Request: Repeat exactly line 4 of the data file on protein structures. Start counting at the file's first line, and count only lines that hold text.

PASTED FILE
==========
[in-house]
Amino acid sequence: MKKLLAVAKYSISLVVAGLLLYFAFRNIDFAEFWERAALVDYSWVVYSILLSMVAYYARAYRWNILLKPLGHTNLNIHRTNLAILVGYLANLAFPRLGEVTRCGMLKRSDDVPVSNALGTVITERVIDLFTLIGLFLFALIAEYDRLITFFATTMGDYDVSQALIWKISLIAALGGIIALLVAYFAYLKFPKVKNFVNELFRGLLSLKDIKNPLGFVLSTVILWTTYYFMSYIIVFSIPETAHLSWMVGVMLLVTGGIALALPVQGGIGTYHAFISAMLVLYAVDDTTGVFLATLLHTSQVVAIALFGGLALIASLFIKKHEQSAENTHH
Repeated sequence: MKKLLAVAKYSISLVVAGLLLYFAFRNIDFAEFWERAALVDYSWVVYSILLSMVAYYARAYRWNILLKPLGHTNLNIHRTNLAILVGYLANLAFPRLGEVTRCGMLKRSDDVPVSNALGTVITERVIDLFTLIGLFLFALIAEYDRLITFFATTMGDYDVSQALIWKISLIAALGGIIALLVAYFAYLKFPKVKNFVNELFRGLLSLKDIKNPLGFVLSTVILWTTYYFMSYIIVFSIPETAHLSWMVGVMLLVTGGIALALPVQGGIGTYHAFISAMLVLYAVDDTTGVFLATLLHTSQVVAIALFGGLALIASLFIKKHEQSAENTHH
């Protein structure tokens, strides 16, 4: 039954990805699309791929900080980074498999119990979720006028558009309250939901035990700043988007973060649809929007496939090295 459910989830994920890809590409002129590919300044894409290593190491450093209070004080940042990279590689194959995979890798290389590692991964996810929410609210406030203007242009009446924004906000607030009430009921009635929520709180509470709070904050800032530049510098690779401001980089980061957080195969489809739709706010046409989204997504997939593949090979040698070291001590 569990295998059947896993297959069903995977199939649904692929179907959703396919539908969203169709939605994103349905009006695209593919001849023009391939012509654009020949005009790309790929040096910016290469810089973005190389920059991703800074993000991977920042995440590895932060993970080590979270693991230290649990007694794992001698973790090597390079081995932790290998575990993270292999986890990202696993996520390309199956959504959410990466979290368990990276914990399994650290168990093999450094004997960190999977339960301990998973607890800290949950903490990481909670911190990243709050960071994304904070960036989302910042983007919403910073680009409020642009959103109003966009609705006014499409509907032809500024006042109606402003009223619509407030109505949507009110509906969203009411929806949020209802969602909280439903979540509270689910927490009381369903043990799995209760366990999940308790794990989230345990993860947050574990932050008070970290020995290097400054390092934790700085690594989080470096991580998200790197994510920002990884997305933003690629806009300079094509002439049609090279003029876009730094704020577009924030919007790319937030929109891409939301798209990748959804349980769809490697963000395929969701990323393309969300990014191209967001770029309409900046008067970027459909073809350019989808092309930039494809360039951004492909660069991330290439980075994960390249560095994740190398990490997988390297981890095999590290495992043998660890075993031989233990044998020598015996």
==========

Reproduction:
């Protein structure tokens, strides 16, 4: 039954990805699309791929900080980074498999119990979720006028558009309250939901035990700043988007973060649809929007496939090295 459910989830994920890809590409002129590919300044894409290593190491450093209070004080940042990279590689194959995979890798290389590692991964996810929410609210406030203007242009009446924004906000607030009430009921009635929520709180509470709070904050800032530049510098690779401001980089980061957080195969489809739709706010046409989204997504997939593949090979040698070291001590 569990295998059947896993297959069903995977199939649904692929179907959703396919539908969203169709939605994103349905009006695209593919001849023009391939012509654009020949005009790309790929040096910016290469810089973005190389920059991703800074993000991977920042995440590895932060993970080590979270693991230290649990007694794992001698973790090597390079081995932790290998575990993270292999986890990202696993996520390309199956959504959410990466979290368990990276914990399994650290168990093999450094004997960190999977339960301990998973607890800290949950903490990481909670911190990243709050960071994304904070960036989302910042983007919403910073680009409020642009959103109003966009609705006014499409509907032809500024006042109606402003009223619509407030109505949507009110509906969203009411929806949020209802969602909280439903979540509270689910927490009381369903043990799995209760366990999940308790794990989230345990993860947050574990932050008070970290020995290097400054390092934790700085690594989080470096991580998200790197994510920002990884997305933003690629806009300079094509002439049609090279003029876009730094704020577009924030919007790319937030929109891409939301798209990748959804349980769809490697963000395929969701990323393309969300990014191209967001770029309409900046008067970027459909073809350019989808092309930039494809360039951004492909660069991330290439980075994960390249560095994740190398990490997988390297981890095999590290495992043998660890075993031989233990044998020598015996």